Last summer, the XOVERLAND team embarked on an expedition to Africa for the first time. A stark difference from the Nordic countries of Season 5, Southern Africa brought the team into vast landscapes, extremely remote locations, and days in between supplies, which was a major juxtaposition from our previous expedition in the Nordics.

This expedition also marked the first time the Croft family embarked on an international overland adventure together—the realization of a dream 10 years in the making! Cyrus, our oldest son (18), joined us twice before, but for Ryder (15) and Eli (13), this was their first expedition abroad.

For us, Africa has always been “the great teacher.” Between fuel logistics, demanding off-road tracks, and the unknown, traveling throughout the African continent revealed our weaknesses, whether in our vehicles, mindset, or logistics. We like to view these challenges as opportunities for growth and believe the stoic principle “the obstacle is the way” truly applies to any overland adventure.

No matter what adventure lies ahead, whether work, home, or travel-related, it always takes a bit of bravery to step into the unknown. Reflecting on our last decade of experience, we’ve pulled together some of the greatest lessons we’ve learned about navigating uncertainty while overlanding, particularly with family.

Catch the Africa Series premiere on February 29, 2024, and binge the first *FOUR* episodes on XOVERLAND Network.

Make the Unknown Fun By Trying New Things

We face plenty of unanswered questions going into any trip, from what the weather will be like to whether our overland rig will perform under pressure. While the big questions may remain unanswered well into the journey, we can dip our toes in by trying new things on a smaller scale. When Eli realized a restaurant in Botswana didn’t have his favorite Coca-Cola available, he dove right in, ordering the local Sparletta cream soda without hesitation. What could be more fun than a bright green bubbly drink?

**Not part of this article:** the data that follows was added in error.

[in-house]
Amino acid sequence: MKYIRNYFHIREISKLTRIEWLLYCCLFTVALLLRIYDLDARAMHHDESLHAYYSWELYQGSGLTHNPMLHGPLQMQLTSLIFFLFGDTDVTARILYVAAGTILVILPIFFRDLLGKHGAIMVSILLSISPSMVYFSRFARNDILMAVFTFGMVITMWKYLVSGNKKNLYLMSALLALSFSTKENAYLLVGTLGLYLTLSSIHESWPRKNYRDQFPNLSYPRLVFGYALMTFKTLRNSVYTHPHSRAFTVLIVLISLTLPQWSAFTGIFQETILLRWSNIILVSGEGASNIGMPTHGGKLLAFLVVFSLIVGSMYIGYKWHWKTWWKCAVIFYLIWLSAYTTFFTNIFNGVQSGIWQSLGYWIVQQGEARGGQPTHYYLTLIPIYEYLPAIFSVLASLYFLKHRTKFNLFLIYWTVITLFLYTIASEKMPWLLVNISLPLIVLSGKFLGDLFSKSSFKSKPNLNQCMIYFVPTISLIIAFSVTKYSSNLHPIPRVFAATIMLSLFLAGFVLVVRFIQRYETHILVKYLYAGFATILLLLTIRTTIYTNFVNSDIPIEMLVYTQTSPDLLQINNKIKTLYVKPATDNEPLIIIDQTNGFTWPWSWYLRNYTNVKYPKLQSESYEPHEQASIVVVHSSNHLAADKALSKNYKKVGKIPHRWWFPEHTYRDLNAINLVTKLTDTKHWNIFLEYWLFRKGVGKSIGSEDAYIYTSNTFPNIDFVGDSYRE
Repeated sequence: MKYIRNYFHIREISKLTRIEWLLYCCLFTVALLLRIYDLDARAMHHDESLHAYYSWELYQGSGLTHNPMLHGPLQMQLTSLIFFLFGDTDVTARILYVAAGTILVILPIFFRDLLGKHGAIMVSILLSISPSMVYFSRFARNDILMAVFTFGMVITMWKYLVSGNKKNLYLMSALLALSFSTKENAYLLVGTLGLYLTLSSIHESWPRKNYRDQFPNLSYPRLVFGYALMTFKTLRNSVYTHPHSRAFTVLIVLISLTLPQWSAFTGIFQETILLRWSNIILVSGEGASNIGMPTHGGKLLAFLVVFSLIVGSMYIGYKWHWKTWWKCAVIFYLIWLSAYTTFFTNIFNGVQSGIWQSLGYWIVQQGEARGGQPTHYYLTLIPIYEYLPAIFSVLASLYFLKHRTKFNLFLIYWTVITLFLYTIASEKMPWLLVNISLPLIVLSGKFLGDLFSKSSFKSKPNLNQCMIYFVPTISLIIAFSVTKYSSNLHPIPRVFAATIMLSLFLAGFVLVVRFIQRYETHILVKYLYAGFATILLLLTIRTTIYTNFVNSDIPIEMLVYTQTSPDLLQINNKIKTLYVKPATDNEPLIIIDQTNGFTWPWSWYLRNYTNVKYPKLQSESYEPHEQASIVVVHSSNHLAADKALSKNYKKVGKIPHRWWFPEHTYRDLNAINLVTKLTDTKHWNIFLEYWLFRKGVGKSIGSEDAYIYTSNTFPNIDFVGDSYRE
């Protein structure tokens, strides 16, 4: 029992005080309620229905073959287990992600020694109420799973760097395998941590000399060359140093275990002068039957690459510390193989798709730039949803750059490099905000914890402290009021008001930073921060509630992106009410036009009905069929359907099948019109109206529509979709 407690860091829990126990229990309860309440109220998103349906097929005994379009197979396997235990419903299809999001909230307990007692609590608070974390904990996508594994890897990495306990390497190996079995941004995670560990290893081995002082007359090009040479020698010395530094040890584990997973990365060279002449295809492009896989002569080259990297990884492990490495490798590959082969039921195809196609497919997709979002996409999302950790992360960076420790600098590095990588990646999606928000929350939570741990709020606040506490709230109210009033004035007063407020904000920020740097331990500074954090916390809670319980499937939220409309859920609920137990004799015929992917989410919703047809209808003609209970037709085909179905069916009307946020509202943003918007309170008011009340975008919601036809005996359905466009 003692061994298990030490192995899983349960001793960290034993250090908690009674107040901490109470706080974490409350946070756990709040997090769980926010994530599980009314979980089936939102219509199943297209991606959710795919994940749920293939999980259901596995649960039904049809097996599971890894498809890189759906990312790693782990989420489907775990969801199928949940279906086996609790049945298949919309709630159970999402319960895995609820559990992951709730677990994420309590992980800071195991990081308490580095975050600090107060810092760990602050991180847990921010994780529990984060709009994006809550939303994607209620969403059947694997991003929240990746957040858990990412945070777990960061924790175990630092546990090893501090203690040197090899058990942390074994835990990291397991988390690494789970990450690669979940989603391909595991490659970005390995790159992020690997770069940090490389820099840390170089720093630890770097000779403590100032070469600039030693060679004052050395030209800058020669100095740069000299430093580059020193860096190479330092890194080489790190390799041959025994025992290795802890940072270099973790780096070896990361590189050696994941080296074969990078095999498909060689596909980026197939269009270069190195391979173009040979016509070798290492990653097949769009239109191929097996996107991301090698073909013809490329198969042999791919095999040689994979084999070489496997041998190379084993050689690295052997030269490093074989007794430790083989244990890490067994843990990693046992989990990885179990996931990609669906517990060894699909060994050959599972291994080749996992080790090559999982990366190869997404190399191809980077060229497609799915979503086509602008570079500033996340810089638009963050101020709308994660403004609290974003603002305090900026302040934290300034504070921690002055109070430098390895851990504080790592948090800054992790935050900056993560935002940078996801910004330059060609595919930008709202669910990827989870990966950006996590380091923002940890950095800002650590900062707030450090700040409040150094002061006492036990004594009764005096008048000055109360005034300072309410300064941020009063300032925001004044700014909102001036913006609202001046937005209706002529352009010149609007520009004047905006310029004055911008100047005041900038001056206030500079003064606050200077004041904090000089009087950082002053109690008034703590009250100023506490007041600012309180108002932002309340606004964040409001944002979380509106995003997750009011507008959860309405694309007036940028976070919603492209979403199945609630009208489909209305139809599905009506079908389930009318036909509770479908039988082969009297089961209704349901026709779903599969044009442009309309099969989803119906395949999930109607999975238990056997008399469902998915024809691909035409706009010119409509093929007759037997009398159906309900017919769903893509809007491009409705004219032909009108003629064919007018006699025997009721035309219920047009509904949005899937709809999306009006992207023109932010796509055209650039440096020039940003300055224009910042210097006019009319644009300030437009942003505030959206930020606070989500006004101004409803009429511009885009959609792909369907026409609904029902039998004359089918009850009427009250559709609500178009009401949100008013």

Accept That You Can’t Control Everything

From illness to unexpected issues with paperwork, you can’t prepare for or anticipate every potential roadblock that comes your way. Our Africa expedition required tight timelines, which were often strained due to things we couldn’t control or didn’t foresee. Shipping three trucks from the US to Durban, South Africa, proved a challenge for the team when the vehicles were delayed by 10 days, requiring an overhaul of our filming schedule. Being okay with changing plans, adapting, and being solution-driven are all part of the overlander mindset.

Assign Clear Roles

Working as an efficient team means more time spent around the campfire, on the trail, or having fun as a family. During the Africa expedition, Cyrus put his experience from previous trips to Alaska and the Nordic series to work, taking on the responsibility of managing the electronics. Ryder was our galley assistant and provided electronics tech support, while Eli, our youngest, also helped with galley duties and stepped in with any tasks when needed. When each team member understands their role and how it fits in with the rest of the team, this eliminates any confusion about responsibilities and allows everyone to enjoy the trip to the fullest.

Plan Ahead

The ability to research, route, and execute a trip on the fly is critical to a dynamic overland adventure, and we’ve found onX Offroad (North America only) provides peace of mind in ever-changing destinations and schedules. Pre-planning tracks, destinations, and camp spots in one place are our favorite ways to organize information, and onX is our go-to planning and navigation app in North America.